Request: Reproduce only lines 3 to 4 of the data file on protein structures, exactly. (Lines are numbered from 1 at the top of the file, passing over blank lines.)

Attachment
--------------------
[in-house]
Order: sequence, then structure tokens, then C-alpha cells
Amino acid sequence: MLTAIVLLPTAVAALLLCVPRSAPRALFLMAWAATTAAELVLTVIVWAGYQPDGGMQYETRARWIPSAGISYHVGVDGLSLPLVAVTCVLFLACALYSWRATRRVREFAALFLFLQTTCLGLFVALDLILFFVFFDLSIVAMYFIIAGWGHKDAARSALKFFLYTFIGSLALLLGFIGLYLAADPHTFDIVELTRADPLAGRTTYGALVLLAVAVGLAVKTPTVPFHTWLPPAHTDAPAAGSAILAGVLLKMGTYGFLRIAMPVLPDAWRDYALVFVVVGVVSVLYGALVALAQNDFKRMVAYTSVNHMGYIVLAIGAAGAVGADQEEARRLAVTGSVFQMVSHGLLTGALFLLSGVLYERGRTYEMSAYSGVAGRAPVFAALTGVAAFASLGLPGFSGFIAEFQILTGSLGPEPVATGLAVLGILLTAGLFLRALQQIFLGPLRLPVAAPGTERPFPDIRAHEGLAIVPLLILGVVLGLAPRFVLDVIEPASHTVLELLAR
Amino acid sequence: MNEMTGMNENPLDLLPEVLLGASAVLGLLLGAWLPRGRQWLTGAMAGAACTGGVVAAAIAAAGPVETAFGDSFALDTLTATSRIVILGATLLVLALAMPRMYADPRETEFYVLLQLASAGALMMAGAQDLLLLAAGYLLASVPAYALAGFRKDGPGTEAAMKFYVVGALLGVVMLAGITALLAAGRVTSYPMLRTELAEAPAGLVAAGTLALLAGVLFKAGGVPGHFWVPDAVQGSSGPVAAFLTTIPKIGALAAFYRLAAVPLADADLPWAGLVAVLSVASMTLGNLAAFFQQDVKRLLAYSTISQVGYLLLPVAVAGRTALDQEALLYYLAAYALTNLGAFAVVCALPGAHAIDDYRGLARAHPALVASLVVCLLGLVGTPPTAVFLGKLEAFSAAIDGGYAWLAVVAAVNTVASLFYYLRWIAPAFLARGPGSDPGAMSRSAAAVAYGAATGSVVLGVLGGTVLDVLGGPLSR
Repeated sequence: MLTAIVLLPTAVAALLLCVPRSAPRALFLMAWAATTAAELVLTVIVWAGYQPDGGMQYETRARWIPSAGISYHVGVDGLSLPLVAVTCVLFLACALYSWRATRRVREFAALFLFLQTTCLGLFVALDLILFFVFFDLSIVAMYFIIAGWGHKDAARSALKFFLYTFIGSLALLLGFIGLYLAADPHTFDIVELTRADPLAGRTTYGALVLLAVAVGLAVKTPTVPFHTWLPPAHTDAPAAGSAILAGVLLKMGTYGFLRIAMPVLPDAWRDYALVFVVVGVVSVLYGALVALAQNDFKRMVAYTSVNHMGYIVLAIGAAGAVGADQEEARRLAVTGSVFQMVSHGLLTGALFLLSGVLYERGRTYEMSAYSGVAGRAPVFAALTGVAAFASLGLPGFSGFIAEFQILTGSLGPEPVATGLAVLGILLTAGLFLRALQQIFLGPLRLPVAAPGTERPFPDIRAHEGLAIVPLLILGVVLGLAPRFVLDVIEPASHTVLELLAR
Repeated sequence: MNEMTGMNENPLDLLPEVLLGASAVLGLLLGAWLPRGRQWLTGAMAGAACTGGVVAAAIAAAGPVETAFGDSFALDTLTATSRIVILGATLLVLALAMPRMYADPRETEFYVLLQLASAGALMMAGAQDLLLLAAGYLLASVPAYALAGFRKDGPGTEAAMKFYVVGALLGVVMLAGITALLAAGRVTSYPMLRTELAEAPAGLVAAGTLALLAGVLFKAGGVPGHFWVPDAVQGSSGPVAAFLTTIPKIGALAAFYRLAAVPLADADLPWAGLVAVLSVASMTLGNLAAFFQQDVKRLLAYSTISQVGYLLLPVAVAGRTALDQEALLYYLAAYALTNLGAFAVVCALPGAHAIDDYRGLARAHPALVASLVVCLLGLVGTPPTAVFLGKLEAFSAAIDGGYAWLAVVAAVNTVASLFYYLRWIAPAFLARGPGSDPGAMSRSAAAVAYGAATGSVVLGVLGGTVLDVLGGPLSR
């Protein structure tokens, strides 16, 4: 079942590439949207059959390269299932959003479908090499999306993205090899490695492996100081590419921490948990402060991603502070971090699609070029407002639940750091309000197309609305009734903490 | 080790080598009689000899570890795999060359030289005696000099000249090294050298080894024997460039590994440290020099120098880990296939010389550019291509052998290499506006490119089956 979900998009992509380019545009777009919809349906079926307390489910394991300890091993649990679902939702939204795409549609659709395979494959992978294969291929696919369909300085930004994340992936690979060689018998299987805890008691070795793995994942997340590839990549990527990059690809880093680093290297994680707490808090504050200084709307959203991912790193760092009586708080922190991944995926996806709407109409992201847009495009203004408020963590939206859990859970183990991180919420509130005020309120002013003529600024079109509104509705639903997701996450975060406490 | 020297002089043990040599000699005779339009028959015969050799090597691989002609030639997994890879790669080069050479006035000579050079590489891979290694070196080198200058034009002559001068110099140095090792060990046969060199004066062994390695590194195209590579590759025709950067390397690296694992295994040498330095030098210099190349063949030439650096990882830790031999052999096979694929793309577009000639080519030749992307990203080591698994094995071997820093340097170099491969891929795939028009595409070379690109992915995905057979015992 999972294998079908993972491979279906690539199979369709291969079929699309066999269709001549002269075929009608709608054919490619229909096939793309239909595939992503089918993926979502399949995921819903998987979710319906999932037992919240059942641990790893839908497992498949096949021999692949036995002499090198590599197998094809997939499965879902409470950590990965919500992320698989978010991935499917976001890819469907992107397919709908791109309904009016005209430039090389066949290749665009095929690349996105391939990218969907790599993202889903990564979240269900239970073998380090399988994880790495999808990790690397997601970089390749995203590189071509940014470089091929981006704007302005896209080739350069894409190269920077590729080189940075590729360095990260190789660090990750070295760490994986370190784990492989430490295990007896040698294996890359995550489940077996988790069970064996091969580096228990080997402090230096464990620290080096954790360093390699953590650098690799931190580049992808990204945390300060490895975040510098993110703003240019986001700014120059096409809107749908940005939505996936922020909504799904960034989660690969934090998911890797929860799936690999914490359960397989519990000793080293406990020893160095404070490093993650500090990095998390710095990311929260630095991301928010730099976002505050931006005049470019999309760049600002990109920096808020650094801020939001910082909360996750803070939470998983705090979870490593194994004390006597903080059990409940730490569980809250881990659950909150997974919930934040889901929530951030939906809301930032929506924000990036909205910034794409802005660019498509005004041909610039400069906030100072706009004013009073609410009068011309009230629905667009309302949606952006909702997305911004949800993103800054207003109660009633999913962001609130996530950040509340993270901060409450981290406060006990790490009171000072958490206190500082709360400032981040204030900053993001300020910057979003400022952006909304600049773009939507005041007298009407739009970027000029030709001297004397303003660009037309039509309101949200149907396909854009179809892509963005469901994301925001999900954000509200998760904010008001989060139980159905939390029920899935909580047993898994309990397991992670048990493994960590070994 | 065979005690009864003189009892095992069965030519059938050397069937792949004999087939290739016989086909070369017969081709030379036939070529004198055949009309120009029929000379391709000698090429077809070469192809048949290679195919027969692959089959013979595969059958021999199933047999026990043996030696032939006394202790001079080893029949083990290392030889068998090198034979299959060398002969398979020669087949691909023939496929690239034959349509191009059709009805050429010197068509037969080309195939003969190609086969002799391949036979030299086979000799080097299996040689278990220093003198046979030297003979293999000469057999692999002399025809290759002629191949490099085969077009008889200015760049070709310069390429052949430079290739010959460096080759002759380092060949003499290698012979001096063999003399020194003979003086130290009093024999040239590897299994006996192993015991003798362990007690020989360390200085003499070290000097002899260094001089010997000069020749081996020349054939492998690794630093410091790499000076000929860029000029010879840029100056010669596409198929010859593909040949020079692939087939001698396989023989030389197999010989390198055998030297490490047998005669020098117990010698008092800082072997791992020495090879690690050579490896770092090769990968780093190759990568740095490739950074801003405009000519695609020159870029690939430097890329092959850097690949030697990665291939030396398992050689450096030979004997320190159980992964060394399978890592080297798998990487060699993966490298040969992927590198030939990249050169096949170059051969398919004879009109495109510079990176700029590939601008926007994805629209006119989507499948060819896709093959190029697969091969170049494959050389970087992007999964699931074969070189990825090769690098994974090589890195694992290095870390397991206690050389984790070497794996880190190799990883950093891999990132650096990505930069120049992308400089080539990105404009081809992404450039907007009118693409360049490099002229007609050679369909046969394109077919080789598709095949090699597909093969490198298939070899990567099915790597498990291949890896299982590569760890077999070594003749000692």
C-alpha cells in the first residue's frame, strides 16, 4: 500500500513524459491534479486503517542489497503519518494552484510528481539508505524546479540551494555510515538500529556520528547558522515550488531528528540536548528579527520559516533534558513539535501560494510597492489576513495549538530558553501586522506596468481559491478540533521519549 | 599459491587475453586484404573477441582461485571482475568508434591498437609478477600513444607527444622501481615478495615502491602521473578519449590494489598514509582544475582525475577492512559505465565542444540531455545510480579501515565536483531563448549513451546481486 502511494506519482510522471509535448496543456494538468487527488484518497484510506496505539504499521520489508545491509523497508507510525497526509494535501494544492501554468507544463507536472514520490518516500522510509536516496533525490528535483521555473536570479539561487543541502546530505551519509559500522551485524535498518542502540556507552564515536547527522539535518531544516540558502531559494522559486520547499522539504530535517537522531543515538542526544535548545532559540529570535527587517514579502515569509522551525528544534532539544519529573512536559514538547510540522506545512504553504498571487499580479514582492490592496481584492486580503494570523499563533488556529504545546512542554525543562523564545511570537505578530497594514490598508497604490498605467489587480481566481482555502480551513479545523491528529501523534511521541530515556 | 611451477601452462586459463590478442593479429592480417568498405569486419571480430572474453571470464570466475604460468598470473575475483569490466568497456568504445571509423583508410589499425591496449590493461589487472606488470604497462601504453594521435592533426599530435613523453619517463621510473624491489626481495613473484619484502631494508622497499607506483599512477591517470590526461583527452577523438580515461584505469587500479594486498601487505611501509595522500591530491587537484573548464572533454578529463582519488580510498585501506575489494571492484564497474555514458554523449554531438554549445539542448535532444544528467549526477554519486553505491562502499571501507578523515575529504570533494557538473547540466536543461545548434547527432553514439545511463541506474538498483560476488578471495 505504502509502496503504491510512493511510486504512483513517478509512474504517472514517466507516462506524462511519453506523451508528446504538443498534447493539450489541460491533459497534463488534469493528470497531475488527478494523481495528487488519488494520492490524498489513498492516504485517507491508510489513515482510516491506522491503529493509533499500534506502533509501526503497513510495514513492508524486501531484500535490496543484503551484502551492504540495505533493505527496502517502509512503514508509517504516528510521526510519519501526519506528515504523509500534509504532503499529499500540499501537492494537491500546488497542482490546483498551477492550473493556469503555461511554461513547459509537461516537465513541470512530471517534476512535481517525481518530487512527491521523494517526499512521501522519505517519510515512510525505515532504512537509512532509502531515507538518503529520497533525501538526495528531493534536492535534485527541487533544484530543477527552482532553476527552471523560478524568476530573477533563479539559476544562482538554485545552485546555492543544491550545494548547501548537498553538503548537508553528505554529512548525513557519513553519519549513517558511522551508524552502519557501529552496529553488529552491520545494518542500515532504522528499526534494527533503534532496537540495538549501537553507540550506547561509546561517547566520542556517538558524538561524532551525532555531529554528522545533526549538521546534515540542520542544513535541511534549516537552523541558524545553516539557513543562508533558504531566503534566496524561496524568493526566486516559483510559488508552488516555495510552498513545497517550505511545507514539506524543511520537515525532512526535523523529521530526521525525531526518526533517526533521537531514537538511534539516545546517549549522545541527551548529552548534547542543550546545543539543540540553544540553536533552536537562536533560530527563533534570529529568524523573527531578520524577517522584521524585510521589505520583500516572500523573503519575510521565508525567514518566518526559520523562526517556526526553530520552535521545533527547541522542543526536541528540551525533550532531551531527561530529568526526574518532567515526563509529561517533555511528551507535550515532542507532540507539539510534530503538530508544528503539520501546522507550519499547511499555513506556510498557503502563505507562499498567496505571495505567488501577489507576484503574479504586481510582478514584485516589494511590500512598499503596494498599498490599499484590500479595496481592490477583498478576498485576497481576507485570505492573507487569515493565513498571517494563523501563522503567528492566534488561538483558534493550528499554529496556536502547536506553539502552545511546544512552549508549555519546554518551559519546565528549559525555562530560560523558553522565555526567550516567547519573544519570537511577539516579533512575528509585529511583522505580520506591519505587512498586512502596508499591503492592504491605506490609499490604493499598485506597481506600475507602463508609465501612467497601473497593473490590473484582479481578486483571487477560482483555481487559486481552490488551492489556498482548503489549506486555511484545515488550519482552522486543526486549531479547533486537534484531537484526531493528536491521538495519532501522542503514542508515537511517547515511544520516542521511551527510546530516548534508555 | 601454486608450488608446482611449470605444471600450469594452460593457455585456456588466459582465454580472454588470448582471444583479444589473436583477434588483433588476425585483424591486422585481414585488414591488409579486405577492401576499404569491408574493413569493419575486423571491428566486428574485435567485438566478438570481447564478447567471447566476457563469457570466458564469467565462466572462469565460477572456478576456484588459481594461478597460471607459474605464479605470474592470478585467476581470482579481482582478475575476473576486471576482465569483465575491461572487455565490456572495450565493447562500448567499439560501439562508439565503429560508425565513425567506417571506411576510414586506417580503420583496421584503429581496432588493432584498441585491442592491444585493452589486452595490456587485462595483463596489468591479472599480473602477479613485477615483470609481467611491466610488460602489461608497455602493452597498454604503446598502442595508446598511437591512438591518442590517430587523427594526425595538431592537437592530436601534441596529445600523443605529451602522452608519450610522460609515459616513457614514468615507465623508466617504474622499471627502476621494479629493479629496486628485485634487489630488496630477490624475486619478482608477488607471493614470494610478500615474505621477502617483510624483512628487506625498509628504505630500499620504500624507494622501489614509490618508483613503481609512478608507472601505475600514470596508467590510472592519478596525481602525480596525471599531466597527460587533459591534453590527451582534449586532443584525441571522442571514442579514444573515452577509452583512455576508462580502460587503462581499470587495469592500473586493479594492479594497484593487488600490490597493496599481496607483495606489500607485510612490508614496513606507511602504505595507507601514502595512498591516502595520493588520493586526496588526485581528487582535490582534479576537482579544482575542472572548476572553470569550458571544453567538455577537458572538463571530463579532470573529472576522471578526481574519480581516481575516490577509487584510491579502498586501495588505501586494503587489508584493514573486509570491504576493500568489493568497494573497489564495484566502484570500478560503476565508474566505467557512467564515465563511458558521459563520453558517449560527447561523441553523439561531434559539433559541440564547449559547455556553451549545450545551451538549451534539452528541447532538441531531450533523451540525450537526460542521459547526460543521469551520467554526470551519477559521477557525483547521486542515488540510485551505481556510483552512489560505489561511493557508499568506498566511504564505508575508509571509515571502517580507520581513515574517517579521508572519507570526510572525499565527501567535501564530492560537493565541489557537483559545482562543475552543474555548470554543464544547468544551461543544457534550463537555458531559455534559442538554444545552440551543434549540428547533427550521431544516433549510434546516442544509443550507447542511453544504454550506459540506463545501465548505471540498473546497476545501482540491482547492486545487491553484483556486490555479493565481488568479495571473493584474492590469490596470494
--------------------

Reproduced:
Amino acid sequence: MLTAIVLLPTAVAALLLCVPRSAPRALFLMAWAATTAAELVLTVIVWAGYQPDGGMQYETRARWIPSAGISYHVGVDGLSLPLVAVTCVLFLACALYSWRATRRVREFAALFLFLQTTCLGLFVALDLILFFVFFDLSIVAMYFIIAGWGHKDAARSALKFFLYTFIGSLALLLGFIGLYLAADPHTFDIVELTRADPLAGRTTYGALVLLAVAVGLAVKTPTVPFHTWLPPAHTDAPAAGSAILAGVLLKMGTYGFLRIAMPVLPDAWRDYALVFVVVGVVSVLYGALVALAQNDFKRMVAYTSVNHMGYIVLAIGAAGAVGADQEEARRLAVTGSVFQMVSHGLLTGALFLLSGVLYERGRTYEMSAYSGVAGRAPVFAALTGVAAFASLGLPGFSGFIAEFQILTGSLGPEPVATGLAVLGILLTAGLFLRALQQIFLGPLRLPVAAPGTERPFPDIRAHEGLAIVPLLILGVVLGLAPRFVLDVIEPASHTVLELLAR
Amino acid sequence: MNEMTGMNENPLDLLPEVLLGASAVLGLLLGAWLPRGRQWLTGAMAGAACTGGVVAAAIAAAGPVETAFGDSFALDTLTATSRIVILGATLLVLALAMPRMYADPRETEFYVLLQLASAGALMMAGAQDLLLLAAGYLLASVPAYALAGFRKDGPGTEAAMKFYVVGALLGVVMLAGITALLAAGRVTSYPMLRTELAEAPAGLVAAGTLALLAGVLFKAGGVPGHFWVPDAVQGSSGPVAAFLTTIPKIGALAAFYRLAAVPLADADLPWAGLVAVLSVASMTLGNLAAFFQQDVKRLLAYSTISQVGYLLLPVAVAGRTALDQEALLYYLAAYALTNLGAFAVVCALPGAHAIDDYRGLARAHPALVASLVVCLLGLVGTPPTAVFLGKLEAFSAAIDGGYAWLAVVAAVNTVASLFYYLRWIAPAFLARGPGSDPGAMSRSAAAVAYGAATGSVVLGVLGGTVLDVLGGPLSR